Asian Shares Mixed, Financials Face Executive Shakeups

Asian shares

Asian shares could not yet decide on what to make out of the lower than forecasted exports data. In the morning trade, stocks behaved mixed. Investors also digest fears on inflation after US Consumer Price Index came higher than expected last week.

MSCI’s broadest Asia Pacific Index outside Japan shed off 0.1%, while Japan’s Nikkei 225 ascended to its highest in a month. The latter managed to clock in a 0.3% hike during the session.

Toshiba announced plans to facilitate a buy-back program as its financial standing stabilizes. The tech firm plans to regain 6% of its total shares worth 100 billion in local currency or $913 million. It also announced the setting aside of some 50 million yen distributed as dividends among its retail and institutional investors.

The Shanghai Composite Index declined by 0.21% in China, while the Shenzhen Component followed with a 0.67% fall.

In the latest update in its economic indicators, Chinese exports edged up by nearly 28% year over year. However, such a result failed to beat analysts’ expectations of a 32.1% jump.

Meanwhile, Chinese imports hiked by more than 50%, which is higher than analysts’ expectations. This resulted in a high trade deficit during the period. In Hong Kong, the Hang Seng Index edged down 0.77%. In the latest update, HSBC announced the retirement of its Chief Executive Officer for Asia Pacific operations.

The leader has been with the company for more than 10 years and has contributed to the firm’s operations since 2010. He will be replaced by David Liao, who will work closely with HSBC India’s Surendra Rosha to run operations in the whole region.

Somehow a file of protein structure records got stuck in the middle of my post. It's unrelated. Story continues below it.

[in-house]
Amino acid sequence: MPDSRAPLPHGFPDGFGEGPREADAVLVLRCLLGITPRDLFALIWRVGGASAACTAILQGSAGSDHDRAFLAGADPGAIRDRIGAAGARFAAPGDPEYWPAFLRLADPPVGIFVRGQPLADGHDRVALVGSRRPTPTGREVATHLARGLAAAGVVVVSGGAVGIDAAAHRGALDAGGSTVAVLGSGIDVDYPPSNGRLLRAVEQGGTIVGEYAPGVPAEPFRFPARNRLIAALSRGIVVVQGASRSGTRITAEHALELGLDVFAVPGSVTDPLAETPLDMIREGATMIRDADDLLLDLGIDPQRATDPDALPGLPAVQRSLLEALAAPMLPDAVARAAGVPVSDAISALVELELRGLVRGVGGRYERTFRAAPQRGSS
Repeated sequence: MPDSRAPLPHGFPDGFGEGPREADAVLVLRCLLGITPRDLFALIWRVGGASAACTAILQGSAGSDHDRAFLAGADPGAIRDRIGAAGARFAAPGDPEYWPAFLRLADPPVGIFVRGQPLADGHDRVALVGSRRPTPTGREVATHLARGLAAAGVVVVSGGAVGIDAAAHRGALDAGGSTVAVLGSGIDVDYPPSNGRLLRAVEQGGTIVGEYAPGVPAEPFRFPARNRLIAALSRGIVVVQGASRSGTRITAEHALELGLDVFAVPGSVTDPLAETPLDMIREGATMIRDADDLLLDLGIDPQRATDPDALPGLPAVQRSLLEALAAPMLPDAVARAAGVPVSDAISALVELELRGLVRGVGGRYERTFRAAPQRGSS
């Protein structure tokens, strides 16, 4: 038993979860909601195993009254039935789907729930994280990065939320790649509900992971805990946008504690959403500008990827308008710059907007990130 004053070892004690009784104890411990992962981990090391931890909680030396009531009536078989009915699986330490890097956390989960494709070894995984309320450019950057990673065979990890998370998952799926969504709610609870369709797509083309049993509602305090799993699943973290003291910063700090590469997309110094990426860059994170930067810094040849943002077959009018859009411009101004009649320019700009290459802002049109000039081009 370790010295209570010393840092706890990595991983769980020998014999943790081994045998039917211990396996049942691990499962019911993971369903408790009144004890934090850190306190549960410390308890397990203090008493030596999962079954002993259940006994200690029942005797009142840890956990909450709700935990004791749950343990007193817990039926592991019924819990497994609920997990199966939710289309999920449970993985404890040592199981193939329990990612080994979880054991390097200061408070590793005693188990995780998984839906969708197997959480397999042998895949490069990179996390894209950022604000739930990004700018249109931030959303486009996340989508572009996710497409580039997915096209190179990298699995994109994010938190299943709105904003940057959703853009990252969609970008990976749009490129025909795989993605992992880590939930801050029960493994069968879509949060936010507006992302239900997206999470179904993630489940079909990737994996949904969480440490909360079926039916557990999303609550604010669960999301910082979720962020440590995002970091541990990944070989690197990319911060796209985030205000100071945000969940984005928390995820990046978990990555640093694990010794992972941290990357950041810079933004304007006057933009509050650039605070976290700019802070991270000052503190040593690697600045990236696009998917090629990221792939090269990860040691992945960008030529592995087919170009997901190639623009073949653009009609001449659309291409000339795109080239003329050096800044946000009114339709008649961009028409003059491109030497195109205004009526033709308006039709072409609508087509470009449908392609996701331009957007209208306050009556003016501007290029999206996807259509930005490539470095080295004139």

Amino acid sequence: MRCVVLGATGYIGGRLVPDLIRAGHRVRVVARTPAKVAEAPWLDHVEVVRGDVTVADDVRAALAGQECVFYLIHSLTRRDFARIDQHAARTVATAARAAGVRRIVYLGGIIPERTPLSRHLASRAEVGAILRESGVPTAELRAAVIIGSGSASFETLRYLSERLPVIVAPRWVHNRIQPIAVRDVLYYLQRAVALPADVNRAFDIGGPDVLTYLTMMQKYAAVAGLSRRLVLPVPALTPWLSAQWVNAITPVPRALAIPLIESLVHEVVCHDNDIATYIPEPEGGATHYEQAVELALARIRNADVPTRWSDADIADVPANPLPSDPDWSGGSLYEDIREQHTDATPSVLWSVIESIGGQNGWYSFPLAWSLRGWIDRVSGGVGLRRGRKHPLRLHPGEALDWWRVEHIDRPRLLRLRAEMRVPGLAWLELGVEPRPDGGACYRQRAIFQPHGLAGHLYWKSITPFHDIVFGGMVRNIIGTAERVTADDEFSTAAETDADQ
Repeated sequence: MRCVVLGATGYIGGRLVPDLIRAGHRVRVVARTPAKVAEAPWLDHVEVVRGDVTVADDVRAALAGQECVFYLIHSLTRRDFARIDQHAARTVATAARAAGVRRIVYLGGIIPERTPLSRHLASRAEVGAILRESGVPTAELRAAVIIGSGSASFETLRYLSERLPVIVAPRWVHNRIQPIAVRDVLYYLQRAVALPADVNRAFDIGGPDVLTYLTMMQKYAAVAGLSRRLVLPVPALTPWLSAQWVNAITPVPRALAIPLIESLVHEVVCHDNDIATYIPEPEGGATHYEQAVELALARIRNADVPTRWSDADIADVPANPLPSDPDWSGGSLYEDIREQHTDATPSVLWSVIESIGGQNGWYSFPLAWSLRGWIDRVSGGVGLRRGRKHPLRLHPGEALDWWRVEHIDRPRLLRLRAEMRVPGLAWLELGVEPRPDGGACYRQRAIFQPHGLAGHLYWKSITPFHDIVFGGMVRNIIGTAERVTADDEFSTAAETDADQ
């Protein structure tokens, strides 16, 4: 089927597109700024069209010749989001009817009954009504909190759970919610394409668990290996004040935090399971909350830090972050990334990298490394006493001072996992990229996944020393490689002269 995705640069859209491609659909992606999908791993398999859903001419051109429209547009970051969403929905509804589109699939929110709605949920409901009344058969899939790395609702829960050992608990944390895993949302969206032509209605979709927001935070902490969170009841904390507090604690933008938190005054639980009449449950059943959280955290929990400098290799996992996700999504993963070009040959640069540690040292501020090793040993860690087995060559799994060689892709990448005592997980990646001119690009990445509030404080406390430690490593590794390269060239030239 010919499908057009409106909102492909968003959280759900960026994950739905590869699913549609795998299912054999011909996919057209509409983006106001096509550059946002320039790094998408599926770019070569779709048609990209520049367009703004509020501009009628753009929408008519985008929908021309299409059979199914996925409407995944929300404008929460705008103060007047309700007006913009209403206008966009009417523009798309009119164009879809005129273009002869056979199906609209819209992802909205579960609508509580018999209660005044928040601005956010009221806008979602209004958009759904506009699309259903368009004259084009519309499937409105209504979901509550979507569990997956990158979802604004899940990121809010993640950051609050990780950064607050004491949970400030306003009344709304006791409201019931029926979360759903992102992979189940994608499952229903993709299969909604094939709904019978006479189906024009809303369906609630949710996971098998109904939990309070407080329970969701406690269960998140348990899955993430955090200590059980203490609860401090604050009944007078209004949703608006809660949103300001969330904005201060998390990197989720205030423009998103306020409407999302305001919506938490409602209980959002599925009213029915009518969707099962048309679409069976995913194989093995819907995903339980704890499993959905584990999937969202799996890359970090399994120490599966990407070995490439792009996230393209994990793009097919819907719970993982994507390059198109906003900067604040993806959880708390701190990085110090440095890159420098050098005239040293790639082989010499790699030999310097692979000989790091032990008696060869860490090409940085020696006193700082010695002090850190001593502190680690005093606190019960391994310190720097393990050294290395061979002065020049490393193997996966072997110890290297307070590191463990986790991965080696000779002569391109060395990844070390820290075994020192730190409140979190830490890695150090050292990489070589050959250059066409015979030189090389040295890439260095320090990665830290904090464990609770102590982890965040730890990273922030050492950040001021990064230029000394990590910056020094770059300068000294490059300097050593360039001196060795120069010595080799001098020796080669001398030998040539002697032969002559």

ASX 200 Fell Despite Booming Job Ads


The ASX 200 fell by 0.11% on the first trading session of the week from the land-down-under. This is despite the healthy performance of the labor market as the economy continues to recover.

The country’s job advertisements jumped by 7.9% in May, signaling that recovery remains steady despite the risk. Along with this, the S&P Global Ratings upgraded its economic rating to ‘steady’ after sitting in on the ‘negative’ roster for so long.

Analysts noted that investors are still apprehensive about reacting to the consequent positive data as infections continue to rise.

Both Melbourne and Victoria declared the extension of their respective localized lockdowns last week amid increased transmissions. This week, traders’ focus will rest on inflation data and vaccination progress.

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